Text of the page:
Hong Kong police fight with protesters amid rising tensions
HONG KONG (AP) — Police in Hong Kong fought with protesters on Sunday as they broke up a demonstration by thousands of people demanding the resignation of the semi-autonomous Chinese territory’s chief executive and an investigation into complaints of police violence.
The protest in the northern district of Sha Tin was peaceful for most of the day, but scuffles broke out when police started clearing streets after nightfall. Some protesters retreated into a shopping complex where they and police hit each other with clubs and umbrellas.
Police appeared to arrest some people, but reporters couldn’t see how many. The violence wound down toward midnight as the remaining protesters left the area.
The demonstration added to an outpouring of grievances this year against the former British colony’s leaders. Critics complain they are eroding Hong Kong’s freedoms and autonomy and are more responsive to the Beijing government than to the territory’s people. The mainland promised Hong Kong a “high degree of autonomy” for 50 years after its 1997 return to China.
Police on Saturday broke up a protest in a separate area of Hong Kong complaining about an influx of mainland traders.
On Sunday, some protesters called for genuinely democratic voting in Hong Kong elections. A few demanded independence.
Organizers said 110,000 protesters took part, while police put the number at 28,000, according to broadcaster RTHK.
A government statement said the afternoon march was “peaceful and orderly” but that afterward some protesters “violently assaulted police officers.”
“Society will absolutely not tolerate such violent acts,” the statement said.
The protests began last month in opposition to a proposed extradition law but have swelled to include complaints about an influx of mainland Chinese into Hong Kong and that Chief Executive Carrie Lam’s government fails to address the needs of its people.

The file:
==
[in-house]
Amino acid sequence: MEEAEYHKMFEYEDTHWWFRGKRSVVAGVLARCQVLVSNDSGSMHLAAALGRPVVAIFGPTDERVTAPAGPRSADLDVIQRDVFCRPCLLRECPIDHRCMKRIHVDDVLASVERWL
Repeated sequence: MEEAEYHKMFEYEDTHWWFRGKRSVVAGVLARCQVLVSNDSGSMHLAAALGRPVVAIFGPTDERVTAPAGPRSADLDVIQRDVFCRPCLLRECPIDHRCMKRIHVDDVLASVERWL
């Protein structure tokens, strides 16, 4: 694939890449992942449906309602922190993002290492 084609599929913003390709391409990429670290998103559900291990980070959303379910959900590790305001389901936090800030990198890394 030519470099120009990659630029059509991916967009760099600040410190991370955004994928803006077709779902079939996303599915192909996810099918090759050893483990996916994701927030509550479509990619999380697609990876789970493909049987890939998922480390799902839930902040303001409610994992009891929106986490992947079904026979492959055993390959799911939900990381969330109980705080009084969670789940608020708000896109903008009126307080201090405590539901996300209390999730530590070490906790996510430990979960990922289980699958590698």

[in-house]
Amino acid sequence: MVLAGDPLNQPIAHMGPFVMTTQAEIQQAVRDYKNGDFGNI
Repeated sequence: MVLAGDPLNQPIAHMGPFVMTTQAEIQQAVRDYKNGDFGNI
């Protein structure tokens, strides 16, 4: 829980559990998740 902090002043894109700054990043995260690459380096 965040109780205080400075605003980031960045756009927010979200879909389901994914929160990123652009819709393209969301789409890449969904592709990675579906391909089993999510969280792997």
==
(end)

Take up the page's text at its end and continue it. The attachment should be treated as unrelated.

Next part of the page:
Communist authorities have tried to discredit the protesters by saying unidentified “Western forces” are inciting them to destabilize Hong Kong. Protesters deny foreigners have had any role in the demonstrations.
On Sunday, protesters demanded an investigation into complaints that police assaulted participants in earlier demonstrations against the extradition law.
Starting at about 3 p.m., they filled three streets radiating out from an intersection in Sha Tin, a crowded neighborhood of office and apartment buildings, shopping malls and hotels. Some carried signs reading “Police Are Liars.” Other signs read “Defend Hong Kong.”
At about 8:30 p.m., police in green fatigues with helmets and shields cleared the streets by walking shoulder-to-shoulder toward the intersection. Some protesters threw bricks but most withdrew peacefully and watched the police.
Many protesters appeared to leave the area, while others entered the shopping-and-apartment complex at the intersection. Reporters couldn’t see how many protesters still were in the area.
Inside the complex, protesters threw umbrellas — a symbol of the protests — and water bottles.
The violence wound down as most of the remaining protesters fled to an adjacent subway station and left aboard crowded trains.
Some protesters on Sunday carried American, British or colonial-era Hong Kong flags.
“I think there is now a huge problem on how the police enforce the law,” said Nelson Yip, a protester in his 40s.
Lam’s government suspended action last month on the extradition bill. It would have allowed Hong Kong crime suspects to be transferred to the mainland, where the ruling Communist Party controls the court system.
Lam apologized for her handling of the legislation, but critics are demanding she resign.
“Carrie Lam has been hiding,” said Yip. “She has made many promises but she has not been able to fulfill them. There is no sign she is going to fulfill them.”
On Saturday, police used clubs and tear gas to break up a crowd of mostly young protesters who called for tighter control on mainland traders who visit Hong Kong. Critics say they are improperly undercutting Hong Kong businesses.
“The police seem to have become even more violent,” said Peggie Cheung, 59, who joined Sunday’s protest. “Coming out on the streets feels like a responsibility to me.”
In a separate demonstration earlier Sunday, a group representing Hong Kong journalists marched to Lam’s office on Hong Kong Island to highlight complaints that police beat and obstructed reporters at earlier demonstrations.
“It seems that they have deliberately targeted the journalists,” said Chris Yeung, chairman of the Hong Kong Journalists Association.
Police issued a statement promising better training for officers and communication with reporters.
“There is room for improvement,” the statement said. It promised “appropriate follow up actions” for complaints of mistreatment.